“But when you give to someone in need, don’t let your left hand know what your right hand is doing. Give your gifts in private, and your Father, who sees everything, will reward you.
“And when you fast, don’t make it obvious, as the hypocrites do, for they try to look miserable and disheveled so people will admire them for their fasting. I tell you the truth, that is the only reward they will ever get.”
(Matthew 6:3-4, 16)
Fasting was mandatory for the Jewish people once a year on the Day of Atonement (Leviticus 23:32). The Pharisees voluntarily fasted twice a week to impress the people with their “holiness.” Fasting—going without food in order to spend time in prayer—is noble and difficult. It gives us time to pray, teaches self-discipline, reminds us that we can live with a lot less, and helps us appreciate God’s gifts. Jesus was not condemning fasting, but hypocrisy—fasting for public recognition.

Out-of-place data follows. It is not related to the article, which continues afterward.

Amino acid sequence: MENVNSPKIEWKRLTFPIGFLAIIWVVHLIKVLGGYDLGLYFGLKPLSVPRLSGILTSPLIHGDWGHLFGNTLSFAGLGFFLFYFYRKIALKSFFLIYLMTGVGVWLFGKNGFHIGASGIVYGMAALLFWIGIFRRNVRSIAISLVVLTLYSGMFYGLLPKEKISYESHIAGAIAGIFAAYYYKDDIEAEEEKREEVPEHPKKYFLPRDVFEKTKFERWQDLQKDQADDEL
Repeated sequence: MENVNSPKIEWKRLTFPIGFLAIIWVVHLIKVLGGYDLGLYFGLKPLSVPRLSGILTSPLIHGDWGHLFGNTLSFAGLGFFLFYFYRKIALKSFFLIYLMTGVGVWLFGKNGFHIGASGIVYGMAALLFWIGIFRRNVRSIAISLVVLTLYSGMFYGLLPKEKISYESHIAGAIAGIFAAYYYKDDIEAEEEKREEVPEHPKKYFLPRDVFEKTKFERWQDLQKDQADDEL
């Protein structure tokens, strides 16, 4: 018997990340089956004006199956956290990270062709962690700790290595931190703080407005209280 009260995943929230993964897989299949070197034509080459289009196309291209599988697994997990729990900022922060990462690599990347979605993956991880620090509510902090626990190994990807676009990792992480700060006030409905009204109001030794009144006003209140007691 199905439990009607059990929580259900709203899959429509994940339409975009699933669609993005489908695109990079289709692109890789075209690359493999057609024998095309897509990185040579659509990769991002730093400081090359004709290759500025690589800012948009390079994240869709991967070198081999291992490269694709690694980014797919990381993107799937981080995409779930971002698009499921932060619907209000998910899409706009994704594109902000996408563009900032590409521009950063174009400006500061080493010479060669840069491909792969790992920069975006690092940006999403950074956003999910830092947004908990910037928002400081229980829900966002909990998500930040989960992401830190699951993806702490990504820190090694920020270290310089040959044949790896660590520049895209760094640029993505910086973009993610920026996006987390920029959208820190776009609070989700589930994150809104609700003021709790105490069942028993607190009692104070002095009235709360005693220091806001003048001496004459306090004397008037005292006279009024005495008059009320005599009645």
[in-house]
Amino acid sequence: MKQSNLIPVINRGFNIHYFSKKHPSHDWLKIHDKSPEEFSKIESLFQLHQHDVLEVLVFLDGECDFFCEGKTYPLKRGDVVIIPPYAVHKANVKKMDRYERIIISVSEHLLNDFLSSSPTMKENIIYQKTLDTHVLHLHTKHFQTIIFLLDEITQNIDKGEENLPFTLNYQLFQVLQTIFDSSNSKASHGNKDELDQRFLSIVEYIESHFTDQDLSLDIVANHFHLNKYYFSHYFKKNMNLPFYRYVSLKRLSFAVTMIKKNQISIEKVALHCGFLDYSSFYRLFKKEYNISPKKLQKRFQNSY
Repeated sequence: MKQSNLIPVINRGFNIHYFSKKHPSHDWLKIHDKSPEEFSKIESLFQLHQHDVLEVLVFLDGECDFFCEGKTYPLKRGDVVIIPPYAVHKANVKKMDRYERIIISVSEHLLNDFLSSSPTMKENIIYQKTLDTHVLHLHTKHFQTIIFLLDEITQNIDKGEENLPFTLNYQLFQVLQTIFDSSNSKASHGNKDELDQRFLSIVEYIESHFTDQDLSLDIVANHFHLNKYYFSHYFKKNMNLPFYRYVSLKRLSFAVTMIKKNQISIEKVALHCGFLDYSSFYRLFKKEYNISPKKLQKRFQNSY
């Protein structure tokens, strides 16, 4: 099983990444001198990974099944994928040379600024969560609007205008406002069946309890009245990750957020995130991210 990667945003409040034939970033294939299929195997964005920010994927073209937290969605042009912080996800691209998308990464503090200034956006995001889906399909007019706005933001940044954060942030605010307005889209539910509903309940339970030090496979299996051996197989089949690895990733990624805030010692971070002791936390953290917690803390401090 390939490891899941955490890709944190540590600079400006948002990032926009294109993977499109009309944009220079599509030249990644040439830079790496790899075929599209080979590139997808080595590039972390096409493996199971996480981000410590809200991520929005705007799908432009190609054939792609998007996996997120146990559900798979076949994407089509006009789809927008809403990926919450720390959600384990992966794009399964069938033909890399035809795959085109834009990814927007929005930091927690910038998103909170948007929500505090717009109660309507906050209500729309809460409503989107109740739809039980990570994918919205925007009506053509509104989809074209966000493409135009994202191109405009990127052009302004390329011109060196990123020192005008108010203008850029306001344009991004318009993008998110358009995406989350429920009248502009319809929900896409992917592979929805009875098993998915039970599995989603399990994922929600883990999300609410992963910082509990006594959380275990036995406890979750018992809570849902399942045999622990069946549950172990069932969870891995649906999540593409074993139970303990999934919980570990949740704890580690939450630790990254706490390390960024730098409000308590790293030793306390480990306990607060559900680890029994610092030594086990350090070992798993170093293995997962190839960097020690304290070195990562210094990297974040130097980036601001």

It’s easier to do what’s right when we gain recognition and praise. But Jesus commended acts of self-sacrifice done quietly and sincerely. He wanted people to adopt spiritual disciplines for the right reasons, not from a selfish desire for praise. Jesus says we should check our motives in three areas: generosity (6:4), prayer (6:6), and fasting (6:18).
Spiritual disciplines should not be self-centered but God-centered, done not to make us look good but to make God look good. With your next good deed, ask, Would I still do this if no one would ever know I did it?